BS: In reference to football, we all seem to agree than an Oakland Raiders home game might be the most exciting game to watch simply because you never know what’s going to happen. Somebody might get stabbed – you never know. I wouldn’t necessarily say that we have a particular team we call a favorite, but we certainly have teams we don’t like.
Sirens: Out of the large crop of bands debuting in the last few years, whom do you gravitate toward and listen to regularly?
BS: As you may or may not expect, we all have creepily similar taste in music, with the occasional alcohol-induced shouting match over how idiotic one of us is for not getting how brilliant or dim some new band is. But as of late it’s been easy to love Lykke Li, The National, Mumford and Sons, Bon Iver, and Metric. Then there are the artists we’ve listened to for a handful of years longer: Sigur Ros, Feist, Broken Social Scene. We don’t like fakers and I’m never left with the feeling that any of those artists are nothing less than genuine.
Sirens: Brown Shoe has toured all across the US – over 100 dates in an eight month span at one point. Which is the most appealing to you – creating new music in the studio, or traveling and meeting your fans and getting to play that music…or do you do the one to lead to the other?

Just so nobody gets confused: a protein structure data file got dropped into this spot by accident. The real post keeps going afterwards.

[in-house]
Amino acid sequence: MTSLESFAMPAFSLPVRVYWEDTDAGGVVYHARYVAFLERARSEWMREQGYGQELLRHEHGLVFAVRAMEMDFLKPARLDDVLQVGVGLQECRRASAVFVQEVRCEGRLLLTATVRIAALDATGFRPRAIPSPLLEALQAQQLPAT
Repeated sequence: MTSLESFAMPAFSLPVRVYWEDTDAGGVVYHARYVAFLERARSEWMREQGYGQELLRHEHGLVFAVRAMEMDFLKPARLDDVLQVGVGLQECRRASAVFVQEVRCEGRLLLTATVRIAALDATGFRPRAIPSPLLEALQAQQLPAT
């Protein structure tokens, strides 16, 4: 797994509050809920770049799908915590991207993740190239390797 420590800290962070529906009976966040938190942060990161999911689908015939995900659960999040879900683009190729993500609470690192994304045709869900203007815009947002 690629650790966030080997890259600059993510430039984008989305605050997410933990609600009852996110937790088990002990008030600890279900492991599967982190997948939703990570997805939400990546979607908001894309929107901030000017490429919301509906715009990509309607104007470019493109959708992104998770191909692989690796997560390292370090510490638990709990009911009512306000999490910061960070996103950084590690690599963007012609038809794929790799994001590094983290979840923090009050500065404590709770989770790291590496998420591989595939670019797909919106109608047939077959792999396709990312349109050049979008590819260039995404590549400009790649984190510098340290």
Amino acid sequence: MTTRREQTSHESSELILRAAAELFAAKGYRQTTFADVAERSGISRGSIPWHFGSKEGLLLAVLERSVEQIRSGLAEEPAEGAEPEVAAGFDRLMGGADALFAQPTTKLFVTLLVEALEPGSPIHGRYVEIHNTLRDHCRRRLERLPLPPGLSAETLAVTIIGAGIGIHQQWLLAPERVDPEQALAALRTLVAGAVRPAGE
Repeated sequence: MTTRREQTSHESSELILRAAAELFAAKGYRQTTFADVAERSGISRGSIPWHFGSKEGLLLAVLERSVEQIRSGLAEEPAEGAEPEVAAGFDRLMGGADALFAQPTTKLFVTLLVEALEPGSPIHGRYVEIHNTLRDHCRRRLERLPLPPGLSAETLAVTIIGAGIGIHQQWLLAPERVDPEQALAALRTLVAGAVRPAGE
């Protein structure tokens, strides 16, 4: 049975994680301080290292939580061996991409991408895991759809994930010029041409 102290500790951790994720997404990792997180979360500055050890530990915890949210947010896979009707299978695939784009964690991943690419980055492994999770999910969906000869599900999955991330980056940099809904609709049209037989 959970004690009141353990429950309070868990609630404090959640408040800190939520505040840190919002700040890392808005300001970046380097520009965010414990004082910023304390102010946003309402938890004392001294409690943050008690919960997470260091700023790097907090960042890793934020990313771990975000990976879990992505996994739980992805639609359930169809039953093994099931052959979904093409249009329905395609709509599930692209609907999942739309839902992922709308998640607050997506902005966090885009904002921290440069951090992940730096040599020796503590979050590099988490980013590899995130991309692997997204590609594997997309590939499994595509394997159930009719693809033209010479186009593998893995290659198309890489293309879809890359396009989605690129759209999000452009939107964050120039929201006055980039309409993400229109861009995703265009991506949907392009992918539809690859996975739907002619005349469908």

BS: For us they are both so exhilarating and challenging. The idea of one feeds the idea of the other. There is something so permanent about recording albums: it puts you in such a specific headspace, and playing shows almost seems the antithesis of that. Every moment is a constantly-moving, never-fully-understood-or-remembered dot on a line.
Sirens: Away from home, where do you absolutely love going to play a show?
BS: It has to be New Orleans. Every time we’re in the south it feels so unfamiliar and the people seem so fascinatingly kind, but still discerning. And New Orleans is unfamiliar amongst unfamiliarity.
Sirens: When Ryan (vocalist) fell suddenly ill halfway through the recording of The Gift Horse, his immediate reaction was for the band to continue on with the recording of the album. The sickness passed, but it intrigues me that your reaction to falling ill was “If this is the last story I’m going to tell, it has to get done.” What was this like for the band and were you able to contribute after the initial scare before returning full time to the band?